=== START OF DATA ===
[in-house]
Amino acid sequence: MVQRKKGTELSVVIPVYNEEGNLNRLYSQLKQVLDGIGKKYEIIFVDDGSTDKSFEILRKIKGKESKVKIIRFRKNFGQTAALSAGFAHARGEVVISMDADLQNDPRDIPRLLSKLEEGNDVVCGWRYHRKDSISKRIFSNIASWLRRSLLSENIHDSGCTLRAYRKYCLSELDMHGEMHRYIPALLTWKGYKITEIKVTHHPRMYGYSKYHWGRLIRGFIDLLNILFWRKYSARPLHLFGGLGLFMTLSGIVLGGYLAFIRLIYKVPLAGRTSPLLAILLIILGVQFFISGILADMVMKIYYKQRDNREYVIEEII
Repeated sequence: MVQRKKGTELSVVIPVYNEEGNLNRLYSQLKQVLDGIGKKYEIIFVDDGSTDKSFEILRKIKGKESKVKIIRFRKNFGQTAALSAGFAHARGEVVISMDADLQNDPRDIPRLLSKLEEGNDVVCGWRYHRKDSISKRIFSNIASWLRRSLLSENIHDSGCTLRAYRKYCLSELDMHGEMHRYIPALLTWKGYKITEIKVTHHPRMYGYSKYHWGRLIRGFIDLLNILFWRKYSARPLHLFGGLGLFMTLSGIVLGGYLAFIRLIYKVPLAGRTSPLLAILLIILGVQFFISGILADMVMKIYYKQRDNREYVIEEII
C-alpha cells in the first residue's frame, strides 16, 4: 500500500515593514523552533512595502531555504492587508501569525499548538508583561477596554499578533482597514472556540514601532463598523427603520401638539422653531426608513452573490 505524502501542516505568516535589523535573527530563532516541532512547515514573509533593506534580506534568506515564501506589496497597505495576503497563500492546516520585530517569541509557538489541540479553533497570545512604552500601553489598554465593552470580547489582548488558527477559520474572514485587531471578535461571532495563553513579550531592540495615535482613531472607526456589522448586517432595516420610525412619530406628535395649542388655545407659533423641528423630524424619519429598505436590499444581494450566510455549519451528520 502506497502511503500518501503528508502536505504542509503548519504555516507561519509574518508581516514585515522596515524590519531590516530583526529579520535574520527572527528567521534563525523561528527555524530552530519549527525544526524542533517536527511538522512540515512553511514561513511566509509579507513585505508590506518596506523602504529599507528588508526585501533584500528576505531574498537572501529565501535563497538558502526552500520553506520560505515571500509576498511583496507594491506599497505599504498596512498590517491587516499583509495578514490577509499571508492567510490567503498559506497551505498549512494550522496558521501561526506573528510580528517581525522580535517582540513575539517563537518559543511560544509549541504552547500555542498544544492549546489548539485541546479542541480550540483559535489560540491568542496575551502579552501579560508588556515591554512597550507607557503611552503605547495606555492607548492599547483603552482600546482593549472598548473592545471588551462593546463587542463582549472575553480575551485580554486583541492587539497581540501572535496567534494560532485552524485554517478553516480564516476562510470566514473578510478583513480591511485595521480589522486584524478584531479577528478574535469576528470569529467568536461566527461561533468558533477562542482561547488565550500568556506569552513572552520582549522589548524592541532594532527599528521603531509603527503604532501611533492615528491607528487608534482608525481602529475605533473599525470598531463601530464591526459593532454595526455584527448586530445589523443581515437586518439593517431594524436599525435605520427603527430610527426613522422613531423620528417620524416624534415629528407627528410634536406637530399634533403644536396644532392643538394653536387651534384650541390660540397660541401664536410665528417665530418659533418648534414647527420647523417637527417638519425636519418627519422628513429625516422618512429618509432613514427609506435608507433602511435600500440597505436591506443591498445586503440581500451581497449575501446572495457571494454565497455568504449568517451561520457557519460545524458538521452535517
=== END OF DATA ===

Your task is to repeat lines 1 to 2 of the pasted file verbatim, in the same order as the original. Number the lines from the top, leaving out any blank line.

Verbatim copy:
[in-house]
Amino acid sequence: MVQRKKGTELSVVIPVYNEEGNLNRLYSQLKQVLDGIGKKYEIIFVDDGSTDKSFEILRKIKGKESKVKIIRFRKNFGQTAALSAGFAHARGEVVISMDADLQNDPRDIPRLLSKLEEGNDVVCGWRYHRKDSISKRIFSNIASWLRRSLLSENIHDSGCTLRAYRKYCLSELDMHGEMHRYIPALLTWKGYKITEIKVTHHPRMYGYSKYHWGRLIRGFIDLLNILFWRKYSARPLHLFGGLGLFMTLSGIVLGGYLAFIRLIYKVPLAGRTSPLLAILLIILGVQFFISGILADMVMKIYYKQRDNREYVIEEII